I worked in the world of theatre and set design half of the week, the other days were spent nannying two hilarious miniature beings. Every week I took them to the Museum of Natural History, Met or Guggenheim, the large open spaces functioning as training grounds for Molly and Shane to learn to crawl and eventually walk. The open space was child friendly, but the exhibits were not. Lines that beeped when you crossed them, easily smeared glass and angry guards soon put an end to our glorious visits, and their exploring.
When I was told about the Children’s Museum, I was wary… I wanted them to be free to roam and investigate, not look at old school toys behind more glass… but what a surprise… What we found was five floors of exhibitions and objects built entirely for children to touch, hold, jump on, climb over and crawl through. A place where children could learn through play.
Life being ‘what happens while you are making other plans’, I moved to Italy (Rome) for four years, where I taught English and drama to Pre-primary and Kindergarteners. Eventually I made it home to Western Australia, and two years ago I began the quest to bring a Children’s Museum here to Perth.
Children’s museums present concepts concretely in ways that offer people of all ages opportunities to learn directly from three dimensional, tangible aids (ranging from entire houses to police hats, giant blocks, technical aids and live animals). Parents can use these aids as props to explain concepts that otherwise defy description.
Objects in children’s museums can be manipulated, and learning occurs because of interaction with the environment.
Within this informal learning space, visitors follow their own interests for as long as their concentration lasts, unlike schools where time spent on tasks is measured by ticking clocks and bells. This allows concentration and skill to develop, in an environment where concentration is nurtured and learning is contextual. Environments built to a child’s scale offer dramatic mini worlds in which to ponder, wander, explore, try and even taste. Information is linked to real experience, and children can associate the information they receive with other forms of communication around them.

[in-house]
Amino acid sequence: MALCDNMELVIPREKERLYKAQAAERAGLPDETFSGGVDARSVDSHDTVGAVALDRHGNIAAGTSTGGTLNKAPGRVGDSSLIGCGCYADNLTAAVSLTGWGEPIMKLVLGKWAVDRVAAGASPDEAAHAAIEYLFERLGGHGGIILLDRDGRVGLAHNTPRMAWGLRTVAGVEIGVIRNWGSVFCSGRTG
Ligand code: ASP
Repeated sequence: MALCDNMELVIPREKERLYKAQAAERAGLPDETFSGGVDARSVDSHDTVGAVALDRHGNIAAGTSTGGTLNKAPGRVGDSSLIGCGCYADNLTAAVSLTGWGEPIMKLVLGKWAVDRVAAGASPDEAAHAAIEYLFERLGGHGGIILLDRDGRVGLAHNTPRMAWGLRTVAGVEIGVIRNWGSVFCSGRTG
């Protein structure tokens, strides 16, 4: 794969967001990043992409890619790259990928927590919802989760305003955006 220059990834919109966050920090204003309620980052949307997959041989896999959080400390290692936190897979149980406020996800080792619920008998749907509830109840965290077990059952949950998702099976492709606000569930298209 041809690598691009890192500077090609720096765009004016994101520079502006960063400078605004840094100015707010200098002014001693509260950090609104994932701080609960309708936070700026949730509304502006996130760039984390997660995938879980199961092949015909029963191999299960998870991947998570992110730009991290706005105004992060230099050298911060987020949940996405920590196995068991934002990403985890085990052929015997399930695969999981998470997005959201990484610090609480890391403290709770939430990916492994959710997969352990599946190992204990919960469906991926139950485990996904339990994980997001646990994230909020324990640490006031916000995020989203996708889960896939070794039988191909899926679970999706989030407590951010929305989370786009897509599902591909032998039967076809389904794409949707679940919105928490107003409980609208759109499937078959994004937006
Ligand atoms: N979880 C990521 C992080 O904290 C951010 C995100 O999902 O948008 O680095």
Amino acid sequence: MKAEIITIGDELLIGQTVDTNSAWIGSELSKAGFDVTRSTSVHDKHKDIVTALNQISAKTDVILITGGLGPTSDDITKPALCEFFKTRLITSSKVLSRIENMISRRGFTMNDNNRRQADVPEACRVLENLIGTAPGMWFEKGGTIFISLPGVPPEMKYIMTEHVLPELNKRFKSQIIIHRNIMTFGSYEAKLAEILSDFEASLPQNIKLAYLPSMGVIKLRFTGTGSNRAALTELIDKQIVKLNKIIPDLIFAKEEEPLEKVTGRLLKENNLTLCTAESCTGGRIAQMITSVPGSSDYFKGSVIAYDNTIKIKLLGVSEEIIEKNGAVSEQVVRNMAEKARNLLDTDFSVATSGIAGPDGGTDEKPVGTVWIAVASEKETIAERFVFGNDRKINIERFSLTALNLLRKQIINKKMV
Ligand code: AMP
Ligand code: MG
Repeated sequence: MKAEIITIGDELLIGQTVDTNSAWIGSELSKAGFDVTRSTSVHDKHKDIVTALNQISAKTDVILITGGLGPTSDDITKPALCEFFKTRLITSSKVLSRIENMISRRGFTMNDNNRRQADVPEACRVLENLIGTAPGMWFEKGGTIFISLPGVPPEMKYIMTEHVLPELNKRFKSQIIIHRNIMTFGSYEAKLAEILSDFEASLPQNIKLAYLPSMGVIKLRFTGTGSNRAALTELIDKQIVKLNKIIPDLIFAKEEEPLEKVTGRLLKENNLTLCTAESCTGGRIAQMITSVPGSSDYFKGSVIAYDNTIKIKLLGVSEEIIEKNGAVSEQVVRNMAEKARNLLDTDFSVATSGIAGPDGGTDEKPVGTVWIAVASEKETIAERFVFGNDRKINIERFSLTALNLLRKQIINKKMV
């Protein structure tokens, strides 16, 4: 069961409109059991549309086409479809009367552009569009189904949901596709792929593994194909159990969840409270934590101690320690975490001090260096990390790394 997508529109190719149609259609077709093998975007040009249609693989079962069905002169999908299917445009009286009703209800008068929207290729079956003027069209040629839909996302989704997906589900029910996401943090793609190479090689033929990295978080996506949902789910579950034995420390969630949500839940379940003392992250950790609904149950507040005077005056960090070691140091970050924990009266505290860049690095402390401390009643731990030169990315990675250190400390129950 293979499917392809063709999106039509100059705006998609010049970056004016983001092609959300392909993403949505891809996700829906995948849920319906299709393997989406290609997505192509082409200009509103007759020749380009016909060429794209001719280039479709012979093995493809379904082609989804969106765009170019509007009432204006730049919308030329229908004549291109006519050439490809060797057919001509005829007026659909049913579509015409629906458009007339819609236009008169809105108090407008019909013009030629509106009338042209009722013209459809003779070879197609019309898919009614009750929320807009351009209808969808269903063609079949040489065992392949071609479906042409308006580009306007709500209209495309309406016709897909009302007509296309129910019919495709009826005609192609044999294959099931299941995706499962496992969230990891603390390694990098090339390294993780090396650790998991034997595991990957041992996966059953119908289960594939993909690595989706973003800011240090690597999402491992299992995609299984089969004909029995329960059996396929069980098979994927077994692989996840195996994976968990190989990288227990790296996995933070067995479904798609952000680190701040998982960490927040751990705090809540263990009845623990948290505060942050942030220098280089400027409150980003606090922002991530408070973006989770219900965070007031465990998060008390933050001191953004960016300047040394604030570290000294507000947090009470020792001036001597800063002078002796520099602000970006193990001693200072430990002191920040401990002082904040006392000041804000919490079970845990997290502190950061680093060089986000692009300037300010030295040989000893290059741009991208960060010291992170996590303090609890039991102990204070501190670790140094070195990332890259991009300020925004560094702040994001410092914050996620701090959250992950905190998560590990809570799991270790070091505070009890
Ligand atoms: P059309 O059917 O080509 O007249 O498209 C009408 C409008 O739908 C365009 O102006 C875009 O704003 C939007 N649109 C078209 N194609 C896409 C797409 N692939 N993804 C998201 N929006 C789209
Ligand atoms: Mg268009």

A good exhibit in a children’s museum stimulates memory and imagination by eliciting emotional responses, making environments that are complex, or realistic, or beautiful or even scary.
Children’s museums are time honoured institutions relevant and vital in a child’s life, a powerful family experience, and a living and ever changing art form designed to teach and be remembered.
The ideal children’s museum would cater for children between 0 – 12, so the young children and their accompanying older siblings and adults learn together through play-based learning. Activities are designed to allow children to take control and share their imagination and creativity with others. The best designed activities ensure accompanying adults have as much enjoyment as children, sharing the experience as co-learners and creators.
The Children’s Museum of Western Australia has the possibility of becoming as iconic an institution as Perth Zoo and AQWA, serving as a draw-card for people from the local area, wider Perth Metropolitan Area and International visitors alike. It will be a self-sustaining model, and profits would be put back into the museum and used to expand the reach to schools, hospitals and surrounding organisations and communities around WA.
Play is as natural to a child as smiling, crawling or reaching out to a loved one for a hug…it is also recognised as a powerful developmental force that encourages exploration, risk taking, the development of social networks and higher engagement with their environment.
Peek inside a children’s museum and you’ll see babies and toddlers touching a variety of textures, stacking blocks, crawling through a tunnel or blowing bubbles. Take another look inside a children’s museum to see boys and girls enter a 19th century ship where they hoist a net full of fish, take part in a fishing derby, raise and lower sails and semaphore flags, all the while building an understanding of maritime history. At a children’s museum, the general rule is: Please Touch!
*** All pictures shown are examples from children’s museums across the globe.